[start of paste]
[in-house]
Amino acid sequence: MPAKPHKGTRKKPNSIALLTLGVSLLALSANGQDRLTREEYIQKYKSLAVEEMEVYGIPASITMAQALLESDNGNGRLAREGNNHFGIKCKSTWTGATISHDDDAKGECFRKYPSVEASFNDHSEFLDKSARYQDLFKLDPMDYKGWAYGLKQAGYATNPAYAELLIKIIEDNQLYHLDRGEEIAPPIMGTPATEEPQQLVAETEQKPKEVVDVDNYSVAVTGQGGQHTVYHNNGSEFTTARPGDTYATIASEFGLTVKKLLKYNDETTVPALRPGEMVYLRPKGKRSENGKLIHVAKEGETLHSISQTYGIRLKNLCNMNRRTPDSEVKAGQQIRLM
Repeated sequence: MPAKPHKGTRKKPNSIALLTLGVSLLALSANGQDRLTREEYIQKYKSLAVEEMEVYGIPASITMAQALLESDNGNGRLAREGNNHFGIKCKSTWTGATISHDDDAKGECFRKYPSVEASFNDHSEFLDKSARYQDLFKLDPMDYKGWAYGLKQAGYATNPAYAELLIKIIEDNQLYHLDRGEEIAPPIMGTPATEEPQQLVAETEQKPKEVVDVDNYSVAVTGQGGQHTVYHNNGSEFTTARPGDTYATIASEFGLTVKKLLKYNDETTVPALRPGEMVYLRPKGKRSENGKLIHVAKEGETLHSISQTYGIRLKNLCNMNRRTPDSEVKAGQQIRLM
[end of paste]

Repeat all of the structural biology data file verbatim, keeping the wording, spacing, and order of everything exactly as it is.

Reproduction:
[in-house]
Amino acid sequence: MPAKPHKGTRKKPNSIALLTLGVSLLALSANGQDRLTREEYIQKYKSLAVEEMEVYGIPASITMAQALLESDNGNGRLAREGNNHFGIKCKSTWTGATISHDDDAKGECFRKYPSVEASFNDHSEFLDKSARYQDLFKLDPMDYKGWAYGLKQAGYATNPAYAELLIKIIEDNQLYHLDRGEEIAPPIMGTPATEEPQQLVAETEQKPKEVVDVDNYSVAVTGQGGQHTVYHNNGSEFTTARPGDTYATIASEFGLTVKKLLKYNDETTVPALRPGEMVYLRPKGKRSENGKLIHVAKEGETLHSISQTYGIRLKNLCNMNRRTPDSEVKAGQQIRLM
Repeated sequence: MPAKPHKGTRKKPNSIALLTLGVSLLALSANGQDRLTREEYIQKYKSLAVEEMEVYGIPASITMAQALLESDNGNGRLAREGNNHFGIKCKSTWTGATISHDDDAKGECFRKYPSVEASFNDHSEFLDKSARYQDLFKLDPMDYKGWAYGLKQAGYATNPAYAELLIKIIEDNQLYHLDRGEEIAPPIMGTPATEEPQQLVAETEQKPKEVVDVDNYSVAVTGQGGQHTVYHNNGSEFTTARPGDTYATIASEFGLTVKKLLKYNDETTVPALRPGEMVYLRPKGKRSENGKLIHVAKEGETLHSISQTYGIRLKNLCNMNRRTPDSEVKAGQQIRLM